Throwing my 2c in -- remember you CAN boil water on a propane stove to wash dishes, hands, etc..... You can even boil water on a campfire pit - just make sure the outside of the pot is covered in tin foil so you don't have a pot full of soot to clean up.
Finally, a tip that matches the OP thread topic. I saw this post title and thought.. Oh Boy... This will be a fun thread... I was expecting that ppl would share their ideas about off the grid tricks and tips, and all I read until this post, was I walked 10 miles in the show to school... gibberish. Sorry, don't mean to sound negative or sound mean spirited, but this thread swerved clear off topic and into the ditch. LOL

OK, getting back on track... If you are boon docking or off grid camping and want a shower.. an actual shower, you can buy one of those Solar black water blatter showers, and hang it outside, in warmer whether of course, and shower using the sun to heat your water..

Viking Nature Solar Camping Shower Bag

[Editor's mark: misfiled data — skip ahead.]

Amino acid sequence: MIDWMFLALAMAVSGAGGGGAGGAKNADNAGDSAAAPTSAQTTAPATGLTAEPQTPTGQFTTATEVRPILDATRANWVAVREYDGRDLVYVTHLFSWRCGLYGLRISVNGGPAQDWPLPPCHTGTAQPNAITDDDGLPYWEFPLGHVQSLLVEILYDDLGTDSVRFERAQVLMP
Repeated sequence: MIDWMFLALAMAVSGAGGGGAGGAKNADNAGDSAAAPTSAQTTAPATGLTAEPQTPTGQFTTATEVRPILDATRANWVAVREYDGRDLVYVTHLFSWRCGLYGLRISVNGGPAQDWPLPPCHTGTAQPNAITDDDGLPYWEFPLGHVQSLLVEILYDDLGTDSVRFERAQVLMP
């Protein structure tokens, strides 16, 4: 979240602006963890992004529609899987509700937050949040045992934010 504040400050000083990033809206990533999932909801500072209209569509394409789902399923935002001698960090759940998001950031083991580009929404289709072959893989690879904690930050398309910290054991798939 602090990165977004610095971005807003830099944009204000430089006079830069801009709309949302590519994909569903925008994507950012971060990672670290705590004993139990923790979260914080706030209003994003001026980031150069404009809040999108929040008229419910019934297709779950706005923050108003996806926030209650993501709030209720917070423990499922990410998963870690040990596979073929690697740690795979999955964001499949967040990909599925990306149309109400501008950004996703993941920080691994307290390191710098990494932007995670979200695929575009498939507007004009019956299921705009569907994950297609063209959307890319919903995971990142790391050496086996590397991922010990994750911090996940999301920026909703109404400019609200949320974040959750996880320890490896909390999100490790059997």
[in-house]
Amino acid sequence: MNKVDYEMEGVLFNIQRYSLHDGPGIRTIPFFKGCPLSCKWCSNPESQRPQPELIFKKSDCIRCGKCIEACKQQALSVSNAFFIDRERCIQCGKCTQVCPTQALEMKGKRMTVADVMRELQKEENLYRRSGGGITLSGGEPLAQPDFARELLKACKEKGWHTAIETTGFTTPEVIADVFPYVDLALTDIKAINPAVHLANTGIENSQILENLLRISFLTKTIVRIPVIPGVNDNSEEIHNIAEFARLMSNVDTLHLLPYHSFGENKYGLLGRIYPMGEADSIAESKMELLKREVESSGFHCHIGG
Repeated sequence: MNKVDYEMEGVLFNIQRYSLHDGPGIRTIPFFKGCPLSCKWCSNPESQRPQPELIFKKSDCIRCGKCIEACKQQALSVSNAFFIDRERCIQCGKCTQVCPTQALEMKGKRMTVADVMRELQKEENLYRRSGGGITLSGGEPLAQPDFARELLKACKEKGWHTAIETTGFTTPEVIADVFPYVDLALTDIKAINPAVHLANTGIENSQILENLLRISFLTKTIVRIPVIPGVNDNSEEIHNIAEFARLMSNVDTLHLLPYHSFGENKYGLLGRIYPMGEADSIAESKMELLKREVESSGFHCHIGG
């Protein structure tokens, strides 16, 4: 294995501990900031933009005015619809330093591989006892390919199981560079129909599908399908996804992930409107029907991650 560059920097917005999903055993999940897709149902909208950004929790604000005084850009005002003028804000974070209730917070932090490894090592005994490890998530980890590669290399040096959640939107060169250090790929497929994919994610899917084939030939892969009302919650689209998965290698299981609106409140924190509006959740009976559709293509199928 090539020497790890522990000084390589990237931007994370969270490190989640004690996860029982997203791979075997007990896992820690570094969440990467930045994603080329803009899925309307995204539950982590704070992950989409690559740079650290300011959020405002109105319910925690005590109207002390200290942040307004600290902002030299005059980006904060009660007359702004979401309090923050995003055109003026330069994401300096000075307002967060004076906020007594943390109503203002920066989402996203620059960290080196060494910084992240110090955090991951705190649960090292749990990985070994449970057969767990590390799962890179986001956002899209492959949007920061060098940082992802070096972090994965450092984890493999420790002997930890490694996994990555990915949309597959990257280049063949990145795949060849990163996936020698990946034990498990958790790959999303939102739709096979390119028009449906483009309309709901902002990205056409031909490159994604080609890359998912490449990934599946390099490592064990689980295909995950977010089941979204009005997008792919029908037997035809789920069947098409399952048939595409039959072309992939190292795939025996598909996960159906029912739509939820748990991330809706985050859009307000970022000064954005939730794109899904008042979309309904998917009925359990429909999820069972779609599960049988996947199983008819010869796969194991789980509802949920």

If it's too cold for the outdoors, then heat water in a basin like was mentioned and take a sponge bath. Paper towels work great for this... plus you can save the paper towels to use later to start a campfire.

Oh, and if you're showing outdoors, you might want something like this to ward off those scary old bears that might be curious why a naked human would stand under a sprinkler..

Aerosol Air Horn

Also, if you can afford it, buy one of those catalytic heaters that run off propane to keep warm..

Mr. Heater F232000 MH9BX Buddy 4,000-9,000-BTU Indoor-Safe Portable Radiant Heater

Here are some starter tips and tricks that most already know. Anyone else have ideas for off the grid comfort and peace of mind...

And sorry if my post sounded negative or ranting... I just wanted to try and get this back on course...